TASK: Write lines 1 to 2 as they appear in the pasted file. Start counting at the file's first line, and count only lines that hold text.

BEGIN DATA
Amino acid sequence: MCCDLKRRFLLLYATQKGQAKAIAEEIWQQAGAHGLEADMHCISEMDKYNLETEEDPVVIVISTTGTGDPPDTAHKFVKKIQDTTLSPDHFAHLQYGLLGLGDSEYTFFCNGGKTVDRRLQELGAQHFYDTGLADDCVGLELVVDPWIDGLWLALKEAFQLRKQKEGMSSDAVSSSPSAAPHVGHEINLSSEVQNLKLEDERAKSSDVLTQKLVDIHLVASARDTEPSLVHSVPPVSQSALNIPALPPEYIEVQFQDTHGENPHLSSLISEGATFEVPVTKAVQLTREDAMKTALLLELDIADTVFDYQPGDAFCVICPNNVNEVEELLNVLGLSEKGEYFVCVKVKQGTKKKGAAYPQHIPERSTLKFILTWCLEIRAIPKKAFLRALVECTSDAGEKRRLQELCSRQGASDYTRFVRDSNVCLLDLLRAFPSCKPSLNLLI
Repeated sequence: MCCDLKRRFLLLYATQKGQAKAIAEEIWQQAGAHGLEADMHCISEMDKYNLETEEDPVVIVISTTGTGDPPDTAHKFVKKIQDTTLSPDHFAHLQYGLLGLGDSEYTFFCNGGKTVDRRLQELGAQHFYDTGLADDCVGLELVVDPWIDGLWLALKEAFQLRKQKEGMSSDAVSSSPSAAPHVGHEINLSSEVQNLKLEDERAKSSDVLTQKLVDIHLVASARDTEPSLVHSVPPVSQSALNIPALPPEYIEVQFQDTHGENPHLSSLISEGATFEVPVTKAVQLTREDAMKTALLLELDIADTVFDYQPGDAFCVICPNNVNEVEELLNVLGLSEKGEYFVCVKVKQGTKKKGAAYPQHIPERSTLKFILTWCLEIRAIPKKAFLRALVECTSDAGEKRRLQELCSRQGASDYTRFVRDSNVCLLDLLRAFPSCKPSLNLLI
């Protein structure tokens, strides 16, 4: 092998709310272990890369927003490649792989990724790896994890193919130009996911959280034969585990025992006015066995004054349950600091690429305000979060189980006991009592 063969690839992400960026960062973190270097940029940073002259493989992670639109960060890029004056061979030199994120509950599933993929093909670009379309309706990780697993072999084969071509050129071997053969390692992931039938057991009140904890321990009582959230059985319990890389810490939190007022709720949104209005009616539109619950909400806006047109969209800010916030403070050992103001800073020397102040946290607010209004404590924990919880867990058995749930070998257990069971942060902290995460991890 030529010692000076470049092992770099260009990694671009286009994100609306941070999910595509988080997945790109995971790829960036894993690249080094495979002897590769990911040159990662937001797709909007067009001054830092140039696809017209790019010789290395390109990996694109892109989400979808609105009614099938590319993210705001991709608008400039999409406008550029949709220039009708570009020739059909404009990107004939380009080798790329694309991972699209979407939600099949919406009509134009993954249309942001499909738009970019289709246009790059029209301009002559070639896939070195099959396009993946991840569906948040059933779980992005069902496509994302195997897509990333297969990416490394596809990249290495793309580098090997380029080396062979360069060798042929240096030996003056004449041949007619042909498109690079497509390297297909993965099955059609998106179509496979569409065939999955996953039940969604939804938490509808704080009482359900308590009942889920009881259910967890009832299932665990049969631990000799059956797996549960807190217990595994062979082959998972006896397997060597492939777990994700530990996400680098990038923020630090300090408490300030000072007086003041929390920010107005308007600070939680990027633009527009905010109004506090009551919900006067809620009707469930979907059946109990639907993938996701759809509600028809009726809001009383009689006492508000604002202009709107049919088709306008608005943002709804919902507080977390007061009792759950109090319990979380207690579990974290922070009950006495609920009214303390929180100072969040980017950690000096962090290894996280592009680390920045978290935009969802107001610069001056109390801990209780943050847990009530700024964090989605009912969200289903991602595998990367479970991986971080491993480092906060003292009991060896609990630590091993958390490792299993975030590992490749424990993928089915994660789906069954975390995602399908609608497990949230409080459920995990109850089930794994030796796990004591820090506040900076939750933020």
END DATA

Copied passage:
Amino acid sequence: MCCDLKRRFLLLYATQKGQAKAIAEEIWQQAGAHGLEADMHCISEMDKYNLETEEDPVVIVISTTGTGDPPDTAHKFVKKIQDTTLSPDHFAHLQYGLLGLGDSEYTFFCNGGKTVDRRLQELGAQHFYDTGLADDCVGLELVVDPWIDGLWLALKEAFQLRKQKEGMSSDAVSSSPSAAPHVGHEINLSSEVQNLKLEDERAKSSDVLTQKLVDIHLVASARDTEPSLVHSVPPVSQSALNIPALPPEYIEVQFQDTHGENPHLSSLISEGATFEVPVTKAVQLTREDAMKTALLLELDIADTVFDYQPGDAFCVICPNNVNEVEELLNVLGLSEKGEYFVCVKVKQGTKKKGAAYPQHIPERSTLKFILTWCLEIRAIPKKAFLRALVECTSDAGEKRRLQELCSRQGASDYTRFVRDSNVCLLDLLRAFPSCKPSLNLLI
Repeated sequence: MCCDLKRRFLLLYATQKGQAKAIAEEIWQQAGAHGLEADMHCISEMDKYNLETEEDPVVIVISTTGTGDPPDTAHKFVKKIQDTTLSPDHFAHLQYGLLGLGDSEYTFFCNGGKTVDRRLQELGAQHFYDTGLADDCVGLELVVDPWIDGLWLALKEAFQLRKQKEGMSSDAVSSSPSAAPHVGHEINLSSEVQNLKLEDERAKSSDVLTQKLVDIHLVASARDTEPSLVHSVPPVSQSALNIPALPPEYIEVQFQDTHGENPHLSSLISEGATFEVPVTKAVQLTREDAMKTALLLELDIADTVFDYQPGDAFCVICPNNVNEVEELLNVLGLSEKGEYFVCVKVKQGTKKKGAAYPQHIPERSTLKFILTWCLEIRAIPKKAFLRALVECTSDAGEKRRLQELCSRQGASDYTRFVRDSNVCLLDLLRAFPSCKPSLNLLI